Modify src/pages/home/home.html to reflect the following:

<ion-content padding>
        <img [src]="profilePicture" />

      <ion-list no-lines>
          <ion-label floating>email</ion-label>

          <ion-label floating>password</ion-label>
          <ion-input [(ngModel)]="password" type="password"></ion-input>

  <button ion-button icon-right outline color="light">
    Next <ion-icon name="arrow-forward"></ion-icon>

We’ve set the [src] of the avatar at the top of this page to profilePicture, which we will define in the TypeScript file for this page shortly. We’ve also set up two-way data binding with [(ngModel)] on the email and password fields. We don’t actually need the value for the password field in this tutorial, but setting up two-way data binding for the email will allow us to access the current value of the field in the TypeScript file.

Most importantly, we’ve added a (change) listener to the email field so that the emailChanged() function we will define shortly is triggered every time the email field changes.

4. Generate the Gravatar URL

We’re going to set up the TypeScript file now which will allow us to calculate the Gravatar URL based on the email address the user enters, and set it as the avatar in the template by updating the profilePicture variable.

Modify src/pages/home/home.ts to reflect the following:

import { Component } from '@angular/core';
import { NavController } from 'ionic-angular';
import md5 from 'crypto-md5';

  selector: 'page-home',
  templateUrl: 'home.html'
export class HomePage {

    email: any;
    password: any;
    profilePicture: any = "https://www.gravatar.com/avatar/"

    constructor(public navCtrl: NavController) {


        this.profilePicture = "https://www.gravatar.com/avatar/" + md5(this.email.toLowerCase(), 'hex');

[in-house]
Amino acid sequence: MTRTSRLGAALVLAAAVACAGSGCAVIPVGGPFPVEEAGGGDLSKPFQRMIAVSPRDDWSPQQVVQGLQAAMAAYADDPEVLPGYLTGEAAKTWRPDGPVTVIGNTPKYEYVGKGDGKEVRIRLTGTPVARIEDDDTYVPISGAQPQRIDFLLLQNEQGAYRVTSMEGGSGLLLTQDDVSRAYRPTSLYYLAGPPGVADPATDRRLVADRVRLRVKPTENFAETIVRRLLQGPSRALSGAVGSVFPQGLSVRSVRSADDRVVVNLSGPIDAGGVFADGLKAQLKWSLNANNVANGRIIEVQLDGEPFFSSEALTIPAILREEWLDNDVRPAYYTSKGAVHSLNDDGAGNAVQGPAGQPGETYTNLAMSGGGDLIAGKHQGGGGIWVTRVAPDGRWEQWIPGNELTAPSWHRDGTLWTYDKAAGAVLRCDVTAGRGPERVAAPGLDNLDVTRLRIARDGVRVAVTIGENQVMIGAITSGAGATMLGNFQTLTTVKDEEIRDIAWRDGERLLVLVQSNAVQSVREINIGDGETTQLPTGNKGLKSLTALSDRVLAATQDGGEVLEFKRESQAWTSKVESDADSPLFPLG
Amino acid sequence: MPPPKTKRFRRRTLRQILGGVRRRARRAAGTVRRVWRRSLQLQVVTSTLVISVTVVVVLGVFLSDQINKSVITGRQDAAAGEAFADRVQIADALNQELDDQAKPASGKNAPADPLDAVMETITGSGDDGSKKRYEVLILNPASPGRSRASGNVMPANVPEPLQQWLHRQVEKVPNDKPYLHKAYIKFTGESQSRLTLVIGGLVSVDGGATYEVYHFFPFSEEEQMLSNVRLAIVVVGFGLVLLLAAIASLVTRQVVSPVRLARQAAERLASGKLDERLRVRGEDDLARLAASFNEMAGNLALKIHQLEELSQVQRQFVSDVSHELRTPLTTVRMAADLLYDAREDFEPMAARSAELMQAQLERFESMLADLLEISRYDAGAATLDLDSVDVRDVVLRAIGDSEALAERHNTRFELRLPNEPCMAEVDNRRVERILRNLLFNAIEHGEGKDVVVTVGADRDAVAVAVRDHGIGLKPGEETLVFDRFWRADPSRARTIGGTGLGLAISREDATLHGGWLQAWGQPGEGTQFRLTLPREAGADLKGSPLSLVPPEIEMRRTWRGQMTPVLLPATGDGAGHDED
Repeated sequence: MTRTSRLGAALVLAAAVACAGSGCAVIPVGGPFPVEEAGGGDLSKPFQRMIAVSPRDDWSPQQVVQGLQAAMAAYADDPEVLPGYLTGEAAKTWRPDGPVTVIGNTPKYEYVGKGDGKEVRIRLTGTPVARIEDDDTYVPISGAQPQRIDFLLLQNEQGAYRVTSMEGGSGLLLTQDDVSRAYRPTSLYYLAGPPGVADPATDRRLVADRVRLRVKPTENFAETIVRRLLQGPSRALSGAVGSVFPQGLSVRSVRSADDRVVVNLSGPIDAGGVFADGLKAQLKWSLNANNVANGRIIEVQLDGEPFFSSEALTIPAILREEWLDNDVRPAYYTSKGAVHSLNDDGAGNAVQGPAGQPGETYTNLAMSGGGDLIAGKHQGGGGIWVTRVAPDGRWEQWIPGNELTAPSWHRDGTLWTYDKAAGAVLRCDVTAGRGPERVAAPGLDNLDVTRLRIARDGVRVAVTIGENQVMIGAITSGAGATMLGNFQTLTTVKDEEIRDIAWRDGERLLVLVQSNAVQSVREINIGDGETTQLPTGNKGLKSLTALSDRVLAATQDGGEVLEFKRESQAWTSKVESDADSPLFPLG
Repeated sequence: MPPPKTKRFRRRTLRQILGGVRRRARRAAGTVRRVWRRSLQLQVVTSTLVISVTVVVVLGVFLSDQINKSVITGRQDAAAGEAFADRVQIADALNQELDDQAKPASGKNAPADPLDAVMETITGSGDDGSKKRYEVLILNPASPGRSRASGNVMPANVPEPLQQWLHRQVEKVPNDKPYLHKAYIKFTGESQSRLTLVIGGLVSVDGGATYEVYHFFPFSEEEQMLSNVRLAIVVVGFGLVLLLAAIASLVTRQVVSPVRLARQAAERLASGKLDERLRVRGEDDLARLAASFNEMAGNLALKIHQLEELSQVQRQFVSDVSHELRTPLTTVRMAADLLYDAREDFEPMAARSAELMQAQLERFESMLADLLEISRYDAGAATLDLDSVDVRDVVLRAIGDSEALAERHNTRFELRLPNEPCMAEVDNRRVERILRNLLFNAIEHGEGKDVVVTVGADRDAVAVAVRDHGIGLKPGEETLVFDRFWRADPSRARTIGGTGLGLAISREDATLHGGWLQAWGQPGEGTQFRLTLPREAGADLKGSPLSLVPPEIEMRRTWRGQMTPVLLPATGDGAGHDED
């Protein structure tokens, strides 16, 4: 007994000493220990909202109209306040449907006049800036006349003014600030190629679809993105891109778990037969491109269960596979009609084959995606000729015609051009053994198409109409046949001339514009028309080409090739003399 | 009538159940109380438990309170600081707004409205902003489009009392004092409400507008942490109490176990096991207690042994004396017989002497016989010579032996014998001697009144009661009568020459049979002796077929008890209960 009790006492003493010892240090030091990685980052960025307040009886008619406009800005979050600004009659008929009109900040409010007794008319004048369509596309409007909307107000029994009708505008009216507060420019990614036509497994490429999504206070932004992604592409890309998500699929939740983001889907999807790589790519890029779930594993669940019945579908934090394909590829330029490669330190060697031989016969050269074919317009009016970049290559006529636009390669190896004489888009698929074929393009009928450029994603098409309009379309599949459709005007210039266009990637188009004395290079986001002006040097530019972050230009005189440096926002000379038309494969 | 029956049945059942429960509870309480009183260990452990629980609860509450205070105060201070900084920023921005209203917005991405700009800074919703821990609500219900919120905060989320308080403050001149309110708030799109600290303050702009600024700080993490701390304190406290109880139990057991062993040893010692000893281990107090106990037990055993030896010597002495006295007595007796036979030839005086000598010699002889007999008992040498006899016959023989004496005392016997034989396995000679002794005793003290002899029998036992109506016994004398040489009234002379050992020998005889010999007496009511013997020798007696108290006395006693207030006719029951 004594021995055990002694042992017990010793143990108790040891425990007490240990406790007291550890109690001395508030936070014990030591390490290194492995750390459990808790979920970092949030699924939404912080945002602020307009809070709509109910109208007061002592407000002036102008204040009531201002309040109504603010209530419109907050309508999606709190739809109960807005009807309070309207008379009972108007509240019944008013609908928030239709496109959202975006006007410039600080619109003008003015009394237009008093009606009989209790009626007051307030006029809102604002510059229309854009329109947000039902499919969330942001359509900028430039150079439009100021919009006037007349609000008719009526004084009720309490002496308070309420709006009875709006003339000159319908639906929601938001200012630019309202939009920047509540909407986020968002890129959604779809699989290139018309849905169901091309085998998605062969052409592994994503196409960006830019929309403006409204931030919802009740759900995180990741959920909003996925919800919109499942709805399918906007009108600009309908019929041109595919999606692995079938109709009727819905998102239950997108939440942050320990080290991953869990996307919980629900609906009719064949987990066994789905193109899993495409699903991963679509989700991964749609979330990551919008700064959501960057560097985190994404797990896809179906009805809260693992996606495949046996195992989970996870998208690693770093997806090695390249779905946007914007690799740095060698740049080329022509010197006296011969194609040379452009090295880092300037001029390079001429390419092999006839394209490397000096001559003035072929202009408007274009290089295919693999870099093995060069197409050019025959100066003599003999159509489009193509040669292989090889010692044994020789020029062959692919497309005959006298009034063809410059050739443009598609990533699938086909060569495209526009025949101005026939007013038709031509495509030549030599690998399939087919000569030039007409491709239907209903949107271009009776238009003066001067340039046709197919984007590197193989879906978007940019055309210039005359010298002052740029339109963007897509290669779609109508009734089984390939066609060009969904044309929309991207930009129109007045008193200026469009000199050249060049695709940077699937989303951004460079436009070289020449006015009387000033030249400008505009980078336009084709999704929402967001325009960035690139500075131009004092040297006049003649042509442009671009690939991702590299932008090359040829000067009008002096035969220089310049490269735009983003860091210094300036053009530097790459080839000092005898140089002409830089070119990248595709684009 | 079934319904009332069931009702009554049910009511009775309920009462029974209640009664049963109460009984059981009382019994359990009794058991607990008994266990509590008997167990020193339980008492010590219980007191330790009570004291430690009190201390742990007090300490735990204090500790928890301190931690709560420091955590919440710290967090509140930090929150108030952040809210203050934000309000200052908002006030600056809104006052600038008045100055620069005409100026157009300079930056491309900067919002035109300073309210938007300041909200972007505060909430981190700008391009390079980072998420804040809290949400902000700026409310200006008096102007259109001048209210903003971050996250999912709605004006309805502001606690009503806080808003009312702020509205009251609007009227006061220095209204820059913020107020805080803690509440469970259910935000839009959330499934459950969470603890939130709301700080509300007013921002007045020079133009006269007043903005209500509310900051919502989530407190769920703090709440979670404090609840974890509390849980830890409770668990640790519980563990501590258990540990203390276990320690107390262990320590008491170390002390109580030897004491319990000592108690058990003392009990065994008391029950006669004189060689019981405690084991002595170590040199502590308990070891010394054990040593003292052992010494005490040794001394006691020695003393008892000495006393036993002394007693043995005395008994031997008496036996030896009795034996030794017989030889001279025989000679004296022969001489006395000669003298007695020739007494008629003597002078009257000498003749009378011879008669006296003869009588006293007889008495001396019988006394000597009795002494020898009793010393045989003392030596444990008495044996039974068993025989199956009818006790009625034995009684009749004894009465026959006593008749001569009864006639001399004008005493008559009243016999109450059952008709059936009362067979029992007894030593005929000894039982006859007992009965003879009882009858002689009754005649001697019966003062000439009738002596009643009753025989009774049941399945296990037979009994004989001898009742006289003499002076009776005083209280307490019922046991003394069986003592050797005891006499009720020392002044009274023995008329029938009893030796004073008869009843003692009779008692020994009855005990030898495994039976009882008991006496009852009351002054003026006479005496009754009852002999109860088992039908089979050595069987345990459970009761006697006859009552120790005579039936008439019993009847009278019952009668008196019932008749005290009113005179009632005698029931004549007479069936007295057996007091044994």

We’re importing crpyto-md5 at the top here so that we can use it inside of the emailChanged() function. All this function does is append the MD5 hash of the entered email address to the gravatar URL, and then sets it as the profilePicture. Since the avatar src in the template is bound to this variable, the image will update to the gravatar for that email address instantly (as long as one exists).

5. Add Styling

Finally, we are just going to add a few styles to the page to make it look a little nicer. We are going to use a flex layout to center the card and button in the middle of the screen.

Modify src/pages/home/home.scss to reflect the following:

.md {
  page-home {
    .scroll-content {
      background-color: #737486;
      align-items: center;
      display: flex;
      flex-direction: column;
      justify-content: center;

    ion-avatar > img {
      margin: auto;
      width: 80px;
      height: auto;

    ion-input {
      background-color: map-get($colors, light);
      padding-left: 10px;
      color: #6c6c6c;

    ion-label {
      color: #6c6c6c;

    [floating] {
      margin-left: 10px;

    button {
      width: 90%;

In the code above, we are using map-get to retrieve the light value that is stored in theme/variables.scss, and we also use the [floating] selector, which allows us to target elements with the floating attribute.

If you serve the application now, it should look something like this:

Gravatar in Ionic 2


Using Gravatar to handle profile pictures greatly simplifies a complex task, and adds a level of personalisation to the application without requiring any additional effort from the user.